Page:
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Unplanned downtime has a sweet outcome for British Sugar

02 September 2010

When a worm gear drive crown wheel failed due to overload on a crucial conveyor belt at British Sugar’s Wissington plant in King’s Lynn, the priority was to get things up and running again quickly. A costly temporary measure was taken, but the impact of this was minimised by some pretty fast footwork by the original power transmission supplier

British Sugar’s Wissington plant in King’s Lynn processed over three million tonnes of beet this season alone, to produce a wide range of sugar products, including the renewable fuel, bioethanol. But this was not achieved without a particularly serious setback that threatened the plant’s throughput at a critical time in its production cycle.

In the run-up to Wissington’s busiest time of year, a conveyor at the facility feeding limestone and coke into a kiln that serves part of the sugar purification process had to be taken offline. A worm gear drive crown wheel had failed as the result of a conveyor overload, and two men and a shovel loader were subsequently hired to load the feeder manually around the clock. However, this was only ever going to be a temporary measure, not least because of the costs involved.

British Sugar approached Siemens Industry’s mechanical handling division, which had supplied the original Flender Cavex 280 worm gear unit in 1997. Any delivery delay could have affected the start of British Sugar’s next ‘campaign’ period and would also have meant no time for running in and appropriate checks. The company had already considered a refurbished competitor’s unit, but this had a lower rating than the Flender unit and it was not at all confident of its suitability for the task.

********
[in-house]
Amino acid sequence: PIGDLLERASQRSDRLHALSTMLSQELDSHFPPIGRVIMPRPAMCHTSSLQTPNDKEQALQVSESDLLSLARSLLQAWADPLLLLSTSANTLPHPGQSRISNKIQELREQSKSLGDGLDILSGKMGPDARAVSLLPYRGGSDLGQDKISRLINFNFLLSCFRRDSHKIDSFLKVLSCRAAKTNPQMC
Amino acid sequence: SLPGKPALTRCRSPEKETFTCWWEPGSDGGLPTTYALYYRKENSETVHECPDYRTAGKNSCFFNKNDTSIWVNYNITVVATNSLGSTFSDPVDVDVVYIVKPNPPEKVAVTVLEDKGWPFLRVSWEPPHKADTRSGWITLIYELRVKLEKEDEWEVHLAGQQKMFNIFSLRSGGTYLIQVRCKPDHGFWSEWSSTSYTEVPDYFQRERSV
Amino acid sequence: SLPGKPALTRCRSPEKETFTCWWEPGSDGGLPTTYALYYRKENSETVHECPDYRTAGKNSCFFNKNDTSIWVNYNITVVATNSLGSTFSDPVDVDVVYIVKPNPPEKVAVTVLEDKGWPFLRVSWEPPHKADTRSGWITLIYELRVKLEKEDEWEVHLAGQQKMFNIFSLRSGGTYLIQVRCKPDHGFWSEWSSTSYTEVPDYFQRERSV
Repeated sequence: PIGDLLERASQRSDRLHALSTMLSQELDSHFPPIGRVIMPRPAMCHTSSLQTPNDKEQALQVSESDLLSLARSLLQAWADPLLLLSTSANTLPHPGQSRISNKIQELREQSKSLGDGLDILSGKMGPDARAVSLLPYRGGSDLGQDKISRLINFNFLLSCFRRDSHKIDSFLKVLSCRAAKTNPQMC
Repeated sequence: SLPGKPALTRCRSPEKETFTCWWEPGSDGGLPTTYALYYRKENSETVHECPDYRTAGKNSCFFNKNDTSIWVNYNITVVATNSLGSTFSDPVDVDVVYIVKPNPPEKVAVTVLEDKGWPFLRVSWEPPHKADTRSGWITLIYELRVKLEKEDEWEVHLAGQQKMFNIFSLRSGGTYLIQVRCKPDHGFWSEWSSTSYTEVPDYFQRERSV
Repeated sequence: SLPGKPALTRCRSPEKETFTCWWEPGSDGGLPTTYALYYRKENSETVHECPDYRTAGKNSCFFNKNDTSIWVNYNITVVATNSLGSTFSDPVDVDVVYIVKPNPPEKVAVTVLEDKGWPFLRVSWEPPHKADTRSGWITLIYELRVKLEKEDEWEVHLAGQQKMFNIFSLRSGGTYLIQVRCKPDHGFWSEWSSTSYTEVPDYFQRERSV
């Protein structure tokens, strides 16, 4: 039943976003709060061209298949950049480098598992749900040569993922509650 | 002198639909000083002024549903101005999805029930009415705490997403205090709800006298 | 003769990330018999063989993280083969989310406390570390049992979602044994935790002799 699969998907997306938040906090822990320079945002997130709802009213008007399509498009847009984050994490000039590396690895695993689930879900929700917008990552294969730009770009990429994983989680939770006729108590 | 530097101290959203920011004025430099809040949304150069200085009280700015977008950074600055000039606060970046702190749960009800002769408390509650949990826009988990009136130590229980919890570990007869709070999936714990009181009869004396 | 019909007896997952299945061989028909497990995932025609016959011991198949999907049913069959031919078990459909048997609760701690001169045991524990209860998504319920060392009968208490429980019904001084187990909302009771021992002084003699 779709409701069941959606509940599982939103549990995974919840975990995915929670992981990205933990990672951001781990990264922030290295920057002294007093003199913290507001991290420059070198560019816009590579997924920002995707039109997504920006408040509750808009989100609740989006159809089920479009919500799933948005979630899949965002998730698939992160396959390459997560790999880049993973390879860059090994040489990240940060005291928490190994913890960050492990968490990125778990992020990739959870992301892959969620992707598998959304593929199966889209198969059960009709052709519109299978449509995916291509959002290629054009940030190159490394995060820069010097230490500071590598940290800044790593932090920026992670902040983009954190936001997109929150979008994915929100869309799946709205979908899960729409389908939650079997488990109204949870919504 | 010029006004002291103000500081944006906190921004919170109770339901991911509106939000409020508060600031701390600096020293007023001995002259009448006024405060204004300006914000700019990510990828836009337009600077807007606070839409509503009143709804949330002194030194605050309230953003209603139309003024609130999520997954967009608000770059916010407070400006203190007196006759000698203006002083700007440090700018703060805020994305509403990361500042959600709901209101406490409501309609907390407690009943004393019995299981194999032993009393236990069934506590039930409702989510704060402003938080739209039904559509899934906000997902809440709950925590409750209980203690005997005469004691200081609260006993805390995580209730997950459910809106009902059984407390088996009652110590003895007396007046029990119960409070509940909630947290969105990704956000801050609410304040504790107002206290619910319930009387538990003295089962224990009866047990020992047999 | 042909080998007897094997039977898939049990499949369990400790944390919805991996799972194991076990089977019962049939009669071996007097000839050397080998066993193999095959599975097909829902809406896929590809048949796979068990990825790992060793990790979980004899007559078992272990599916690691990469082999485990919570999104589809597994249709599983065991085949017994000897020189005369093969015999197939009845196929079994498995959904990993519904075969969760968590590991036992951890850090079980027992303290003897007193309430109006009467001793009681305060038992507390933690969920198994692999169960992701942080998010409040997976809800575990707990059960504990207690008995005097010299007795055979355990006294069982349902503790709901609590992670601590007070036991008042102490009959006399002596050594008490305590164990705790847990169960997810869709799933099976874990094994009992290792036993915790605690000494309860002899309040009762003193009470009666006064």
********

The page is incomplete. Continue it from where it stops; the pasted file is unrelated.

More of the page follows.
The Siemens service team suggested a more energy-efficient, bevel helical Flender FZG gearbox (size B3HH08). Where the existing 280 Cavex worm gear unit had a rating of 12,500Nm at 1,000rpm, the new Flender bevel helical unit was rated at 27,000Nm, a considerably higher torque rating. The bevel helical unit also fortunately had the same hollow shaft diameter as the Cavex worm gear unit, so the customer was able to use the existing head shaft. Even better, the unit could be supplied directly from Siemens’ Bradford factory. Moreover, the old unit was between 74% and 85% efficient, whereas the new one offered 95% efficiency, an improvement of at least 10%.

The new gearbox was actually selected and supplied all within eight days of British Sugar’s enquiry, against which drawings were also submitted with the quotation to ensure that the existing hydraulic motor would also fit.

The biggest bonus of all for British Sugar was the fact that the new unit cost less than a replacement worm gear unit would have done. As a spokesman for the company commented: “We’ve had great service turnaround; we have a new, more efficient gear unit with twice the rating, and at a lower purchase cost. It’s a great result as far as we’re concerned.”


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